Clinical Orthopaedics and Related Research ®

A Publication of The Association of Bone and Joint Surgeons ®

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Articles

Changes in the Adjacent Segment 10 Years After Anterior Lumbar Interbody Fusion for Low-Grade Isthmic Spondylolisthesis

Kyung-Chul Choi MD, PhD, Jin-Sung Kim MD, PhD, Hyeong-Ki Shim MD, Yong Ahn MD, PhD, Sang-Ho Lee MD, PhD

Adjacent segment degeneration is a long-term complication of arthrodesis. However, the incidence of adjacent segment degeneration varies widely depending on the patient’s age and underlying disease and the fusion techniques and diagnostic methods used.

Minimally Invasive Transforaminal Lumbar Interbody Fusion for Spondylolisthesis and Degenerative Spondylosis: 5-year Results

Yung Park MD, Joong Won Ha MD, Yun Tae Lee MD, Na Young Sung MS

Multiple studies have reported favorable short-term results after treatment of spondylolisthesis and other degenerative lumbar diseases with minimally invasive transforaminal lumbar interbody fusion. However, to our knowledge, results at a minimum of 5 years have not been reported.

Does Minimally Invasive Surgery Have a Lower Risk of Surgical Site Infections Compared With Open Spinal Surgery?

Wen Wei Gerard Ee MBBS, Wen Liang Joel Lau, William Yeo (Manips), Yap Bing BSc, MSc, PhD, MBBS, M Med (Surg), FRCS (Edin & Glasg), FAMS, Wai Mun Yue MBBS, FRCS (Edin), FAMS (Orth Surg)

Surgical site infection (SSI) ranges from 1.9% to 5.5% in most large series. Minimally invasive surgery (MIS) has been postulated to reduce SSI rates.

Civilian Gunshot Injuries of the Spinal Cord: A Systematic Review of the Current Literature

Gursukhman S. Sidhu MBBS, Arvindera Ghag MD, Vanessa Prokuski BA, Alexander R. Vaccaro PhD, Kristen E. Radcliff MD

The principles that guide management of spinal cord injury (SCI) derive from injury resulting from blunt trauma, not gunshot wounds. Civilian gunshot-induced spinal cord injury (CGSWSCI) is a common, potentially serious cause of neurological deficit; there is disagreement about whether the same approaches used for SCI caused by blunt-force trauma should apply to gunshot-induced SCI.

Surgical Technique: Hemilaminectomy and Unilateral Lateral Mass Fixation for Cervical Ossification of the Posterior Longitudinal Ligament

Kun Liu MD, Jiangang Shi MD, Lianshun Jia MD, Wen Yuan MD

Surgical approaches for cervical ossification of the posterior longitudinal ligament (OPLL) include anterior, posterior, or combined decompression with or without fusion. The goal of surgery is to decompress the spinal cord while maintaining the stability and sagittal alignment of the cervical spine. C5 palsy has been reported as a postoperative complication of cervical laminectomy or laminoplasty characterized as motor weakness of the muscles supplied with C5 nerve roots. Several studies have shown this phenomenon was partially attributable to posterior shift of spinal cord.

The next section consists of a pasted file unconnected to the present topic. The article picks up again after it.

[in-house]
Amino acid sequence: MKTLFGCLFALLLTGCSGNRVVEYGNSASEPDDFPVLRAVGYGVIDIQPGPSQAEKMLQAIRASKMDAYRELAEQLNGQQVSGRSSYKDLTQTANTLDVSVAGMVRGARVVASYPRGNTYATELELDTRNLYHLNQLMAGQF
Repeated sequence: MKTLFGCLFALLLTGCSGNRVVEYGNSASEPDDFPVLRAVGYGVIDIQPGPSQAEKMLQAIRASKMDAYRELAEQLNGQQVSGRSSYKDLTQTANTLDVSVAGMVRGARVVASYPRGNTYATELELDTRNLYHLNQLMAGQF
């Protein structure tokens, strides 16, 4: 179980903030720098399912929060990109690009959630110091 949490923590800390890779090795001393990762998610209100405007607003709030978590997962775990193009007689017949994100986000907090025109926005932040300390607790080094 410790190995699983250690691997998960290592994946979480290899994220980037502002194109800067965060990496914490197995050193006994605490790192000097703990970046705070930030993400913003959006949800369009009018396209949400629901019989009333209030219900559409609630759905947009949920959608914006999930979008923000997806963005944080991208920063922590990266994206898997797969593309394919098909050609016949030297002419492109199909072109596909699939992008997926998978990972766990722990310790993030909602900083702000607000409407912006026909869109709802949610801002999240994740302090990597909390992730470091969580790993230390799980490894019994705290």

Neck Pain in a 27-year-old Man

Addisu Mesfin MD, Jacob M. Buchowski MD, MS, Mitra Mehrad MD, Jianwen Xu MD, PhD

Is Cervical Disc Arthroplasty Superior to Fusion for Treatment of Symptomatic Cervical Disc Disease? A Meta-Analysis

Si Yin MD, Xiao Yu MD, Shuangli Zhou MD, Zhanhai Yin PhD, Yusheng Qiu PhD

As the current standard treatment for symptomatic cervical disc disease, anterior cervical decompression and fusion may result in progressive degeneration or disease of the adjacent segments. Cervical disc arthroplasty was theoretically designed to be an ideal substitute for fusion by preserving motion at the operative level and delaying adjacent level degeneration. However, it remains unclear whether arthroplasty achieves that aim.

Case Report: Curetting Osteoid Osteoma of the Spine Using Combined Video-assisted Thoracoscopic Surgery and Navigation

Wuilker Knoner Campos MD, Alessandro Gasbarrini MD, Stefano Boriani MD

A spinal osteoid osteoma is a rare benign tumor. The usual treatment involves complete curettage including the nidus. In the thoracic spine, conventional open surgical treatment usually carries relatively high surgical risks because of the close anatomic relationship to the spinal cord, nerve roots, and thoracic vessels, and pulmonary complications and postoperative pain.

Is Surgery for Spine Metastasis Reasonable in Patients Older Than 60 Years?

Tangzhao Liang MD, PhD, Yong Wan MD, PhD, Xuenong Zou MD, PhD, Xinsheng Peng MD, PhD, Shaoyu Liu MD

Spinal metastases are common in patients older than 60 years with cancer. Because of the uncertainty of survival and the high incidence of fatal complications, however, chemotherapy and radiotherapy generally have been considered preferable and surgery a treatment of last resort for these patients. Further, the selection criteria indicating surgery and reliable prognostic factors for survival remain controversial.

Obesity Negatively Affects Spinal Surgery in Idiopathic Scoliosis

Christina K. Hardesty MD, Connie Poe-Kochert RN, CNP, Jochen P. Son-Hing MD, FRCSC, George H. Thompson MD

Are obese patients with idiopathic scoliosis undergoing spinal surgery at higher risk for perioperative complications? This is not clearly understood. One previous study showed a greater preoperative thoracic kyphosis but no increase in perioperative complications.